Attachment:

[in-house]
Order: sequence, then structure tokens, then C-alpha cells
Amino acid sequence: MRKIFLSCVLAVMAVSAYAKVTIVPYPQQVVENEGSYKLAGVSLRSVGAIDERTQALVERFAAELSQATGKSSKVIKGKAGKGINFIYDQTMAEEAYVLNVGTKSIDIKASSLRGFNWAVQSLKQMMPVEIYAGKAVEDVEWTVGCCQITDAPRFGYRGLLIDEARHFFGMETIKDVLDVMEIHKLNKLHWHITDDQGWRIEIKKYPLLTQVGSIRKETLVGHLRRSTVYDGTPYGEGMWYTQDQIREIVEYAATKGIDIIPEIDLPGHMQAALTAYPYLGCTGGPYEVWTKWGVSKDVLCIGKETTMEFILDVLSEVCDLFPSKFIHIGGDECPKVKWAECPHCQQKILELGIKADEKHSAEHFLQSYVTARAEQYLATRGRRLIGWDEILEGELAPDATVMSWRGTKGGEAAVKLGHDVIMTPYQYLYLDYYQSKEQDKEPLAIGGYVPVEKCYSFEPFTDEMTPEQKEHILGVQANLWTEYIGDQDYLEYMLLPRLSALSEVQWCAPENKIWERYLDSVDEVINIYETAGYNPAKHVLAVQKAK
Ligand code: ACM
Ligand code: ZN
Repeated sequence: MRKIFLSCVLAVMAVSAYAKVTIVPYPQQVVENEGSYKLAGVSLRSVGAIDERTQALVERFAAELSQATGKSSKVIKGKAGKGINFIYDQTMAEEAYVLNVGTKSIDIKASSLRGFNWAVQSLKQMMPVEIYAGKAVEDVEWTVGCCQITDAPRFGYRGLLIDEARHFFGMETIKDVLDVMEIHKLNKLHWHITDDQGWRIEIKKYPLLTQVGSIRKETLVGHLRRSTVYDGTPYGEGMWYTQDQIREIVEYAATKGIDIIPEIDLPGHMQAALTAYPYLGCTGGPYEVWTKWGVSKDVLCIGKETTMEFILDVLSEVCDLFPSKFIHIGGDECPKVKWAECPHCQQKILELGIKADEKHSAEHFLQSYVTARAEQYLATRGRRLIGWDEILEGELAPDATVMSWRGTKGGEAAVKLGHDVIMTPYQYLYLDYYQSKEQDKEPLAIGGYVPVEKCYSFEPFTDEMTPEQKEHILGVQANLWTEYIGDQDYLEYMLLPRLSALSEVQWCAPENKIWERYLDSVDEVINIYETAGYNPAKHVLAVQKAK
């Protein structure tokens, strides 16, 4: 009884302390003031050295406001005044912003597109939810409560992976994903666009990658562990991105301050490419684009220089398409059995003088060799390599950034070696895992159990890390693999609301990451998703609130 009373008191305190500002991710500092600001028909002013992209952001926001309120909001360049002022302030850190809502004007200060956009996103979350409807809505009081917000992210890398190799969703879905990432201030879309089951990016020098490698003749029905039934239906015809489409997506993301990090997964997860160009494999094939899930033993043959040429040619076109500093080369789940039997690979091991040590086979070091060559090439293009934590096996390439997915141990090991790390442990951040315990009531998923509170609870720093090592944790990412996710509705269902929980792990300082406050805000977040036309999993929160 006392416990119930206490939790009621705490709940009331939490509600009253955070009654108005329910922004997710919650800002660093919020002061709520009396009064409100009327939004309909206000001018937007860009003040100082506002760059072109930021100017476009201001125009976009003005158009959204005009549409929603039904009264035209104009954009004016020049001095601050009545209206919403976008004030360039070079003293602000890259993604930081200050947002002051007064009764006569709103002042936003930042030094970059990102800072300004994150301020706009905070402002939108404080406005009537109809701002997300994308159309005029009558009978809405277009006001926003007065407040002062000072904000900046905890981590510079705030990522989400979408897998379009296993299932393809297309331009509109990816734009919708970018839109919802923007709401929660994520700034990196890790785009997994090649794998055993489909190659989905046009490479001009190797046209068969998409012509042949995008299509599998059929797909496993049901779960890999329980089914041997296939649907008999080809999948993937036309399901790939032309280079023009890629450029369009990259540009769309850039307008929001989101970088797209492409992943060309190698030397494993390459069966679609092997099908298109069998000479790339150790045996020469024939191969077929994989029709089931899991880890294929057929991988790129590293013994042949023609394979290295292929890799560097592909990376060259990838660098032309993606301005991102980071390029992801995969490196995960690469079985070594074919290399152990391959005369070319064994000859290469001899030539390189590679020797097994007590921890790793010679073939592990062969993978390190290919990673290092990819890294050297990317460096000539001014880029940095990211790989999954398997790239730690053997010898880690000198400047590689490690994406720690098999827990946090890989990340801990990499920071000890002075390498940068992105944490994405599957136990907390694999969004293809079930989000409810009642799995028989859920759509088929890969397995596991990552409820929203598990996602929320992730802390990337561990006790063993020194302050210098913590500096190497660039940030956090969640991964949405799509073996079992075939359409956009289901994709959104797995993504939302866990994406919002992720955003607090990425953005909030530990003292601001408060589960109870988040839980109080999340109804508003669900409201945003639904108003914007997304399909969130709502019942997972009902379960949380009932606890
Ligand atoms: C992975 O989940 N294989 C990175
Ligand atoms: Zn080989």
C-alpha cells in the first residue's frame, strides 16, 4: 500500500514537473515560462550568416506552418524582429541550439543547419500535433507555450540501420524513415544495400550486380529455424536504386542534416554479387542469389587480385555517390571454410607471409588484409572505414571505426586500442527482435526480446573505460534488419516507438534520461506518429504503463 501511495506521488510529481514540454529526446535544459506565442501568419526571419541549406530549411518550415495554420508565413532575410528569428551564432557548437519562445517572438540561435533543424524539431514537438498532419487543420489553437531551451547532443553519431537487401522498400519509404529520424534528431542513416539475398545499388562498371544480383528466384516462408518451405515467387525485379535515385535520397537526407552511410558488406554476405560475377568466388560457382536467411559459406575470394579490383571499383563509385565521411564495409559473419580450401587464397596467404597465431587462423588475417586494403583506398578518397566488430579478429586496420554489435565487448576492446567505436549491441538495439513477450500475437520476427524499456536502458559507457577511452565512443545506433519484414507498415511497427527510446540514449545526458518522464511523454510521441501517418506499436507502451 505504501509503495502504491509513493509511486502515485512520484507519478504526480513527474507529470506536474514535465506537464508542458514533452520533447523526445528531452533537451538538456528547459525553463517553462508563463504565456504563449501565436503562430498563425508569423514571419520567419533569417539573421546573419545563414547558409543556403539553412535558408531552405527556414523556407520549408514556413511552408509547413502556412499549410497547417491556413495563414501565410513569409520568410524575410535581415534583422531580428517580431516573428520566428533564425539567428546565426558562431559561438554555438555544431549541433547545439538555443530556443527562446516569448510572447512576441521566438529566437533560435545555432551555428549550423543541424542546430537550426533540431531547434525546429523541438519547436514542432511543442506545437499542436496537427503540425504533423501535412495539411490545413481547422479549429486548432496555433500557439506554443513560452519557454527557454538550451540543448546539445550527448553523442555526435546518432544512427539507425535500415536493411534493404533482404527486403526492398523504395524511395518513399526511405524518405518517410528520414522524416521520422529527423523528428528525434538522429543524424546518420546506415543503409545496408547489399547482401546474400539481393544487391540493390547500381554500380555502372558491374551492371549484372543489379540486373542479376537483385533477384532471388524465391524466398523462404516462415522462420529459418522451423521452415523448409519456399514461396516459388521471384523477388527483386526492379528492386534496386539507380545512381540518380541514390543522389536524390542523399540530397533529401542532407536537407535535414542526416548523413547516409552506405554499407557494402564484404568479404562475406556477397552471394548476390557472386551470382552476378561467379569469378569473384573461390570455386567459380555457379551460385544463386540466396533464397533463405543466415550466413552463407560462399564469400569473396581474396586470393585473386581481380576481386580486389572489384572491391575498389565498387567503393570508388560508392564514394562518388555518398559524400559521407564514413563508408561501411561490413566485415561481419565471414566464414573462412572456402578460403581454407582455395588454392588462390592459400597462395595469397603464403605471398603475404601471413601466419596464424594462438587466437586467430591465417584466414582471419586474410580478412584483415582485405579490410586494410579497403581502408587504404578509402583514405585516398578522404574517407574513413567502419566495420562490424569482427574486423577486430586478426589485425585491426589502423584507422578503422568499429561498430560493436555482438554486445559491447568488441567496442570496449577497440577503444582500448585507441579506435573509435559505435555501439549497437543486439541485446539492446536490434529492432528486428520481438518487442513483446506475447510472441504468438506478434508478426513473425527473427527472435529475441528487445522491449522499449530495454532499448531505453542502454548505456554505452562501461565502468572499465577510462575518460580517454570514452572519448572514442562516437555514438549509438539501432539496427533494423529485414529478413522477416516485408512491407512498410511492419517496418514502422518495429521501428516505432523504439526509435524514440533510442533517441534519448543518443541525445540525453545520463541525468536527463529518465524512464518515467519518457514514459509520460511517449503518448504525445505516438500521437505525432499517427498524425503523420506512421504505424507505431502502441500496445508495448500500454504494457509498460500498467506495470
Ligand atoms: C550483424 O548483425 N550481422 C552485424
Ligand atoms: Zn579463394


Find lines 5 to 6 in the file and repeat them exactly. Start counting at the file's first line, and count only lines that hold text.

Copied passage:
Ligand code: ZN
Repeated sequence: MRKIFLSCVLAVMAVSAYAKVTIVPYPQQVVENEGSYKLAGVSLRSVGAIDERTQALVERFAAELSQATGKSSKVIKGKAGKGINFIYDQTMAEEAYVLNVGTKSIDIKASSLRGFNWAVQSLKQMMPVEIYAGKAVEDVEWTVGCCQITDAPRFGYRGLLIDEARHFFGMETIKDVLDVMEIHKLNKLHWHITDDQGWRIEIKKYPLLTQVGSIRKETLVGHLRRSTVYDGTPYGEGMWYTQDQIREIVEYAATKGIDIIPEIDLPGHMQAALTAYPYLGCTGGPYEVWTKWGVSKDVLCIGKETTMEFILDVLSEVCDLFPSKFIHIGGDECPKVKWAECPHCQQKILELGIKADEKHSAEHFLQSYVTARAEQYLATRGRRLIGWDEILEGELAPDATVMSWRGTKGGEAAVKLGHDVIMTPYQYLYLDYYQSKEQDKEPLAIGGYVPVEKCYSFEPFTDEMTPEQKEHILGVQANLWTEYIGDQDYLEYMLLPRLSALSEVQWCAPENKIWERYLDSVDEVINIYETAGYNPAKHVLAVQKAK